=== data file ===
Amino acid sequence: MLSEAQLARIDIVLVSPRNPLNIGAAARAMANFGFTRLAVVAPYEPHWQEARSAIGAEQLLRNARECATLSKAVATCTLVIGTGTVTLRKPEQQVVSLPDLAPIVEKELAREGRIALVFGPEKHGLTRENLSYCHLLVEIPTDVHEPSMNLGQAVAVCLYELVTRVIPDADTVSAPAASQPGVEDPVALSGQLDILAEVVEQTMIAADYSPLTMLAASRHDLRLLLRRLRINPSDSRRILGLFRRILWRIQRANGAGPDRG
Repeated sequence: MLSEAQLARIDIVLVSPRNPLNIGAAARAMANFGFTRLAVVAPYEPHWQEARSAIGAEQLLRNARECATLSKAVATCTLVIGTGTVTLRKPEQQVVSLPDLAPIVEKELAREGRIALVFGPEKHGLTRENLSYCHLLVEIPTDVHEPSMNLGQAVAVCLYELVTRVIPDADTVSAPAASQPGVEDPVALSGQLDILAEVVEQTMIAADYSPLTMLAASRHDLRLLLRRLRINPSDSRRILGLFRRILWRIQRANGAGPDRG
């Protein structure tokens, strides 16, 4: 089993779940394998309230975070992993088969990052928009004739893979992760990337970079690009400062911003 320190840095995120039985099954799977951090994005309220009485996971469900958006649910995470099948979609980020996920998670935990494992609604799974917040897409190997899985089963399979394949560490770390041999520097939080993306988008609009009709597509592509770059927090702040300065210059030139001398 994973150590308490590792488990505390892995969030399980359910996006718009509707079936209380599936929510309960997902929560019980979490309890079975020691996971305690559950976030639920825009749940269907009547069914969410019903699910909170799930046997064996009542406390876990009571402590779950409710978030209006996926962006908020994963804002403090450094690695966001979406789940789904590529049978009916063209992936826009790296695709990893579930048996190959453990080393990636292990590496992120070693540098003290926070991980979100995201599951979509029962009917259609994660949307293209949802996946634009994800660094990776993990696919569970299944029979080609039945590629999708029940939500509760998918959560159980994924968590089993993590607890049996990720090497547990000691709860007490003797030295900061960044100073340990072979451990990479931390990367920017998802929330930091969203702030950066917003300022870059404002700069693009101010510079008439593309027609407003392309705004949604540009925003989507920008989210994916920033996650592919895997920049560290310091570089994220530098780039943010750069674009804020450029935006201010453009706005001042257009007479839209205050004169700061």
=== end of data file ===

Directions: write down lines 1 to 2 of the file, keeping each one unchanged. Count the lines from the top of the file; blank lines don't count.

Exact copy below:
Amino acid sequence: MLSEAQLARIDIVLVSPRNPLNIGAAARAMANFGFTRLAVVAPYEPHWQEARSAIGAEQLLRNARECATLSKAVATCTLVIGTGTVTLRKPEQQVVSLPDLAPIVEKELAREGRIALVFGPEKHGLTRENLSYCHLLVEIPTDVHEPSMNLGQAVAVCLYELVTRVIPDADTVSAPAASQPGVEDPVALSGQLDILAEVVEQTMIAADYSPLTMLAASRHDLRLLLRRLRINPSDSRRILGLFRRILWRIQRANGAGPDRG
Repeated sequence: MLSEAQLARIDIVLVSPRNPLNIGAAARAMANFGFTRLAVVAPYEPHWQEARSAIGAEQLLRNARECATLSKAVATCTLVIGTGTVTLRKPEQQVVSLPDLAPIVEKELAREGRIALVFGPEKHGLTRENLSYCHLLVEIPTDVHEPSMNLGQAVAVCLYELVTRVIPDADTVSAPAASQPGVEDPVALSGQLDILAEVVEQTMIAADYSPLTMLAASRHDLRLLLRRLRINPSDSRRILGLFRRILWRIQRANGAGPDRG